2. From a scientific context, objectivity is being considered less important and subjective methods of inquiry are being embraced more readily.

3. Cultural changes have also been noted over the past 300 years that speak to a sense of wholeness and unity among all beings in connection with the universe. There is also acceptance in using our intuitions as a viable means of accessing reality.

It appears that modern society is becoming more spiritual but the new direction of this spirituality is more experiential, less institutionalized and less fundamentalist than most traditional religions have been historically. As humanity attempts to rediscover and/or re-invent the spiritual aspects of human experience, science is simultaneously trying to integrate spirituality with conscious awareness as a means of promoting a better grasp of reality. If this inquiry results in a change in the foundation of scientific verities and thus a change in that of society’s worldview, a shift in cultural values would logically follow that would include a re-defining of all our major institutions and their ultimate purpose and functions.

The Shift Towards a Holistically Oriented Science

Science has traditionally based its concepts on the assumption that all knowledge is based on physical data: that which can be experienced via the senses and verified to be objective and replicable. The inclusion of subjective experiences and intuitions have not been accepted as a valid means of accessing and comprehending reality, due to the notion that their premonitions are simplistic or even naive. 

Today, science has begun to embrace the concepts of oneness, unity, and interconnectedness within its historical framework of separateness and reductionism. This point of view is a revival of previously held beliefs and intuitions that guided indigenous peoples throughout human history and that also formulated the basis for the “perennial wisdom” of the world’s spiritual traditions.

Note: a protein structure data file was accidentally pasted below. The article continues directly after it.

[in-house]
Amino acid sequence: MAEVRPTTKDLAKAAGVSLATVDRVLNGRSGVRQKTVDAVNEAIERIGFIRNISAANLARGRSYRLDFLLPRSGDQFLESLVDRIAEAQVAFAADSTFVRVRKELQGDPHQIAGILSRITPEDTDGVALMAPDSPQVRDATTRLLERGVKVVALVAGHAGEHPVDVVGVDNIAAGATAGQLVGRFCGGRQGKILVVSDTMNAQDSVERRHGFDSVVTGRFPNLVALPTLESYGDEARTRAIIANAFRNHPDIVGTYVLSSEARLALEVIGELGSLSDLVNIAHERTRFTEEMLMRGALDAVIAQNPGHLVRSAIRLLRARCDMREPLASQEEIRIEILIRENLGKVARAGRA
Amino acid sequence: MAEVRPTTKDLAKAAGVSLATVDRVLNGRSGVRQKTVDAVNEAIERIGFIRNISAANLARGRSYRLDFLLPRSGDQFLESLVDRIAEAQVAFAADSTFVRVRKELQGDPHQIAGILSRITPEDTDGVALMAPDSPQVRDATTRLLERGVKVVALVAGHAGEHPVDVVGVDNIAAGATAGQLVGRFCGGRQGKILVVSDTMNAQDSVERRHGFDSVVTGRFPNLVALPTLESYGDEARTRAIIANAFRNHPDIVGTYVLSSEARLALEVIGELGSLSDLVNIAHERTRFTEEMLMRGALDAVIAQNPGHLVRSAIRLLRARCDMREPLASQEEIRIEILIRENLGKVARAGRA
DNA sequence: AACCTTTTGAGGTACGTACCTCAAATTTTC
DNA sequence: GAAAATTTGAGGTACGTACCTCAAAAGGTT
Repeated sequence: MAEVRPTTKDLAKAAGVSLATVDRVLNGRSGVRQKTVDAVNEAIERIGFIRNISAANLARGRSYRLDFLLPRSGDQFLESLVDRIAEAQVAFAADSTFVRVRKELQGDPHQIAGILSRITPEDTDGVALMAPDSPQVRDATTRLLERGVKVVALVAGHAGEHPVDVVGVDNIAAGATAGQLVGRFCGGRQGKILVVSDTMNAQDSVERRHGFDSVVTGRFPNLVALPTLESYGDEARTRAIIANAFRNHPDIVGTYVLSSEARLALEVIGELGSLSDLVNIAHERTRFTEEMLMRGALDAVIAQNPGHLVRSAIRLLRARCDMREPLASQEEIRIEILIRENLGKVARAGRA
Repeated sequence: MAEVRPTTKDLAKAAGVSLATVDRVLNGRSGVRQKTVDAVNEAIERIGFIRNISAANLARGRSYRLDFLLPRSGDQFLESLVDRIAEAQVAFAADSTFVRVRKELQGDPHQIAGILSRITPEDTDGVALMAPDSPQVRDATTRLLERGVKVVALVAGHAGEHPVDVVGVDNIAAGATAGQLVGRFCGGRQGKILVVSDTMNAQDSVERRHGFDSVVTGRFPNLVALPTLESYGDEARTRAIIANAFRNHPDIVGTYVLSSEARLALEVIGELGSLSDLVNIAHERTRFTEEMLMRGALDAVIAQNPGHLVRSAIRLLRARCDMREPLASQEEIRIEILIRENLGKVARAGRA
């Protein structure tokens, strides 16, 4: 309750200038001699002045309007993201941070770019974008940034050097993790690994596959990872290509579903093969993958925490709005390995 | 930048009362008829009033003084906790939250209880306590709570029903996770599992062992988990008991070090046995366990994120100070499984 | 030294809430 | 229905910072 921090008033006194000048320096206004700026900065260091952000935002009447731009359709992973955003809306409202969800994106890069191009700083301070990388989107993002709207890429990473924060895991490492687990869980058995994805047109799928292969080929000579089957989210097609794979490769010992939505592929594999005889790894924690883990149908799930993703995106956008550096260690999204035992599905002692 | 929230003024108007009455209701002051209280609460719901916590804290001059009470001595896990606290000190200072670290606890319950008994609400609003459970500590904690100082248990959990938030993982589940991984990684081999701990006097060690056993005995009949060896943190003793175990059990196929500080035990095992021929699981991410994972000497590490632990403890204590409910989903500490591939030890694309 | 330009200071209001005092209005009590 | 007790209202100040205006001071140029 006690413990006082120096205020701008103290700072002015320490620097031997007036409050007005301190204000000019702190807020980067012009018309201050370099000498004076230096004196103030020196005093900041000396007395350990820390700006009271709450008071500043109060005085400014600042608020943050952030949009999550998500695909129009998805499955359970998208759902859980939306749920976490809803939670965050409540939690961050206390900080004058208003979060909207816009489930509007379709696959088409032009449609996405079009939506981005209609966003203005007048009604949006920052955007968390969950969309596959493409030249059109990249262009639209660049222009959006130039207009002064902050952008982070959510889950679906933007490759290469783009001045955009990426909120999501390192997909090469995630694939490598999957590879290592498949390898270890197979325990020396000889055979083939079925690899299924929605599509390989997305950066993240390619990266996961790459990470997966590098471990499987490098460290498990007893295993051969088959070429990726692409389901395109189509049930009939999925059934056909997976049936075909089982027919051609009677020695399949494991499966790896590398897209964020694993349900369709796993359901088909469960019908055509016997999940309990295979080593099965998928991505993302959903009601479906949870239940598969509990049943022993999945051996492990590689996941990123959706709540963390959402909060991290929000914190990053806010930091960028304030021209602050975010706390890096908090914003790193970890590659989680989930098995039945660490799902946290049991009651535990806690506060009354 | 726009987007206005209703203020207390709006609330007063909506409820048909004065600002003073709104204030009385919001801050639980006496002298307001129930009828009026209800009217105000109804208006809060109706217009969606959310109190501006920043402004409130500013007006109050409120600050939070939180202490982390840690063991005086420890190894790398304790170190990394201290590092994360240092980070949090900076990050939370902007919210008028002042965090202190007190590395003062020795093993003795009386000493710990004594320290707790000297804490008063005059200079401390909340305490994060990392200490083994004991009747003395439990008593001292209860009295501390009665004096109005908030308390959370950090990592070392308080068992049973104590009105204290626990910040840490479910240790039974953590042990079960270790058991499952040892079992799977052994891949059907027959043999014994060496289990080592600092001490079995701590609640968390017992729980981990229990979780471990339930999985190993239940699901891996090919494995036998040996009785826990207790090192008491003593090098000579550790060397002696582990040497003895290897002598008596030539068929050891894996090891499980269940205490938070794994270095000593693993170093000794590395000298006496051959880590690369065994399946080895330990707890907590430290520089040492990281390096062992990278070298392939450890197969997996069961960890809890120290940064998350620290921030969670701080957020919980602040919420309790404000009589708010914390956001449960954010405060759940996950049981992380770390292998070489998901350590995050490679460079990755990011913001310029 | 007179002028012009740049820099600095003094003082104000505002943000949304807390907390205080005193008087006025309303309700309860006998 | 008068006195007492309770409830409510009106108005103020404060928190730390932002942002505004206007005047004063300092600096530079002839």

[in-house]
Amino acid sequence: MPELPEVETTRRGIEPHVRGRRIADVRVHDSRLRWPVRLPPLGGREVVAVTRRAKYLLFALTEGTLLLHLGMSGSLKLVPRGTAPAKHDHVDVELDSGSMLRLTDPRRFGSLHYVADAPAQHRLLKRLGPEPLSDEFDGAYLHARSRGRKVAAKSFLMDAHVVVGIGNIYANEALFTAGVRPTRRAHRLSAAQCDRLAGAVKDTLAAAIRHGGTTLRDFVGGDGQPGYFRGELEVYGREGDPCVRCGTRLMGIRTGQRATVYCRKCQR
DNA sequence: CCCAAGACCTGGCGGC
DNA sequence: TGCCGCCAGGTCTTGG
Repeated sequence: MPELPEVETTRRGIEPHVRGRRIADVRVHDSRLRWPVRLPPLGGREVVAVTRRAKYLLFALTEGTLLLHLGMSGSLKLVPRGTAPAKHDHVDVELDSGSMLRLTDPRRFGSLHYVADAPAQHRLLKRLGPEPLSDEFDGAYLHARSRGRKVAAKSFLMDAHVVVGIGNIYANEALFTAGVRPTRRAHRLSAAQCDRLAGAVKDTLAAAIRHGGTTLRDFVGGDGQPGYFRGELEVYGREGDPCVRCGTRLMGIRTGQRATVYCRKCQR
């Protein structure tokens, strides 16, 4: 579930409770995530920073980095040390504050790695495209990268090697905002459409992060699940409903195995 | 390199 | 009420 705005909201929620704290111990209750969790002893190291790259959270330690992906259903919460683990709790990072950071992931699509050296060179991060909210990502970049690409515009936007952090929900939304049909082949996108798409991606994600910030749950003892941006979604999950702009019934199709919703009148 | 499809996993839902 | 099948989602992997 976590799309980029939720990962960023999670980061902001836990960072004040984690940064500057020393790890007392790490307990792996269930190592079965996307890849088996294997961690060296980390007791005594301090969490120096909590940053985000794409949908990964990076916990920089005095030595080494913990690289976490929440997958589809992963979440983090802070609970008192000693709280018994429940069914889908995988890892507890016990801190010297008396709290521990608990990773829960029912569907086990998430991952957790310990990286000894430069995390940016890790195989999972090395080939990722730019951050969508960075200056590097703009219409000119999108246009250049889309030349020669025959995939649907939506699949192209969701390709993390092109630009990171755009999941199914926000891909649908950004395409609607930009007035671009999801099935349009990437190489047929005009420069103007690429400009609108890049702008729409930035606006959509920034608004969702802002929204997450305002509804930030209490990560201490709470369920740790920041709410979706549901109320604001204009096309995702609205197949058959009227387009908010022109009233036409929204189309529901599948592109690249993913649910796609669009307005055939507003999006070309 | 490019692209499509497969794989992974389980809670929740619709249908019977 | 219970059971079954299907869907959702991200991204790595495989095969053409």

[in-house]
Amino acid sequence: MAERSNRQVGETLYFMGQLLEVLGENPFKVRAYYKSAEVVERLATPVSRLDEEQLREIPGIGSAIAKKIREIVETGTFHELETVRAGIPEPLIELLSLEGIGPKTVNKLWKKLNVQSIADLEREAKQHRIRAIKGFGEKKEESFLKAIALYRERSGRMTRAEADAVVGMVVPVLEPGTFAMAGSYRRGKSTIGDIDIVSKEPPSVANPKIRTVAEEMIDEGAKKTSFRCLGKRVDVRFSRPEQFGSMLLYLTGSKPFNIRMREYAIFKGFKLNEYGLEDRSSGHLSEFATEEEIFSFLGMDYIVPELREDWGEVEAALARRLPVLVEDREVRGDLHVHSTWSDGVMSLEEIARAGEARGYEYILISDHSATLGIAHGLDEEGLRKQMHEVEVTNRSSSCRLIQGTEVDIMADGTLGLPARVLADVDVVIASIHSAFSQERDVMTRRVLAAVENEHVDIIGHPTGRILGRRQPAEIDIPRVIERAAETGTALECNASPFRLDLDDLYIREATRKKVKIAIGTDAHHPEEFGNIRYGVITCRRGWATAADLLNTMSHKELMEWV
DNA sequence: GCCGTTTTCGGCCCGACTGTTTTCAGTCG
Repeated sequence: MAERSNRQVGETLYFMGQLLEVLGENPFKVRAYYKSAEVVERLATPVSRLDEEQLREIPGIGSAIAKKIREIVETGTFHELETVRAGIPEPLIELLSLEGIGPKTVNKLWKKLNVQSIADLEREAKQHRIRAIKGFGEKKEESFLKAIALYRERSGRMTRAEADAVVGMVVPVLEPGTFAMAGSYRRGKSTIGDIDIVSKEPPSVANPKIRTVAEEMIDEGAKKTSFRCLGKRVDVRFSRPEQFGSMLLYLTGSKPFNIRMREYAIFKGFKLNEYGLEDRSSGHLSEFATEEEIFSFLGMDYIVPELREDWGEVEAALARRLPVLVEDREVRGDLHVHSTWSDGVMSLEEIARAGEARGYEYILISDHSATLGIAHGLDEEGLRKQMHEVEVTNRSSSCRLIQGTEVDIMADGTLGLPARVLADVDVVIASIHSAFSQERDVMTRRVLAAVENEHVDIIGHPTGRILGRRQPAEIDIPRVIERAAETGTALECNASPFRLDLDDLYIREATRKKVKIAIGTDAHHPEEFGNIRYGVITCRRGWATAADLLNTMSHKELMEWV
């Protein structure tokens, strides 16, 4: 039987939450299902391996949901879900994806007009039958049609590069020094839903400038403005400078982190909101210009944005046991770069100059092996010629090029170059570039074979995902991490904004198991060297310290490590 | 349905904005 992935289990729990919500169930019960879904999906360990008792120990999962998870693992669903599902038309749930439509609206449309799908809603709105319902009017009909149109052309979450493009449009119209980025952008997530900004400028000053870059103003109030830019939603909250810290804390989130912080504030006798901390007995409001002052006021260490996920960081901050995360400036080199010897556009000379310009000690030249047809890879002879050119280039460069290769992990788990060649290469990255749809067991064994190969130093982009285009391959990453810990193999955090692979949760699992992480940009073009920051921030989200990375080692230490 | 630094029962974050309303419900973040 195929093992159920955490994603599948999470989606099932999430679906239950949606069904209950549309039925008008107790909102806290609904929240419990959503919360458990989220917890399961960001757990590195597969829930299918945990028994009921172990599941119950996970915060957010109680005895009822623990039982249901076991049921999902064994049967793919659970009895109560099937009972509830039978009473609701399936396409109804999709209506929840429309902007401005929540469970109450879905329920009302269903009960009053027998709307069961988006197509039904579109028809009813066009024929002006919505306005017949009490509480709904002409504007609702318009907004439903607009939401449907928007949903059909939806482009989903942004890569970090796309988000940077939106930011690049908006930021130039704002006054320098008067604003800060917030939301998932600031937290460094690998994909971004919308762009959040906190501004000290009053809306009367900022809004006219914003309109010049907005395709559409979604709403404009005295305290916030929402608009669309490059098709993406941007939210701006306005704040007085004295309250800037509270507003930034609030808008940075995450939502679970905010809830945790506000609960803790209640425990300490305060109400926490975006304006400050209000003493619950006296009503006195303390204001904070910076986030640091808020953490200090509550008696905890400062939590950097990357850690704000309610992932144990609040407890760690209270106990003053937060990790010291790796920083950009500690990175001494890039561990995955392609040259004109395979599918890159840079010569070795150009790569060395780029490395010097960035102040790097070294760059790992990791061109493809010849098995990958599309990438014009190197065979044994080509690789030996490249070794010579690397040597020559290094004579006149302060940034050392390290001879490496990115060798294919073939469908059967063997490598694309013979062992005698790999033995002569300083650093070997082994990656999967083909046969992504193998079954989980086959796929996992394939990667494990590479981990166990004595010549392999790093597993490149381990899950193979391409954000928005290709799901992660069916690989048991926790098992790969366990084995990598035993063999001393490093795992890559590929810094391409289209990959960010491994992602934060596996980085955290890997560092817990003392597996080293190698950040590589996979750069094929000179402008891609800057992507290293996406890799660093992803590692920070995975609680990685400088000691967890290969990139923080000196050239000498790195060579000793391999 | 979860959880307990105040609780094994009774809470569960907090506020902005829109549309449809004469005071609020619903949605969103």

That science must become more holistic in its philosophy and practices is becoming more widely accepted and articulated by professionals from most scientific and non-scientific disciplines. However, the implications of what this means is quite radical and would alter the way we perceive and practice science altogether. First of all, if everything were considered interconnected and that changes in any part of a system effect the whole system, the notion of cause and effect would greatly diminish in importance and would apply primarily in isolated situations in which the factors in question were indeed able to be isolated for observation and replication as practiced in traditional scientific methodology.

Therefore, the new scientific paradigm would focus on illuminating and understanding the whole system (the universe) and large systems (such as planet Earth and its varied ecosystems) and their workings as opposed to the current goals of predicting and controlling nature.

An important if not vital implication of this new outlook would be that reality would be accessible to us not only through our senses but also through our being a part of the whole of reality and the deep intuitive knowing that is intrinsic in our nature.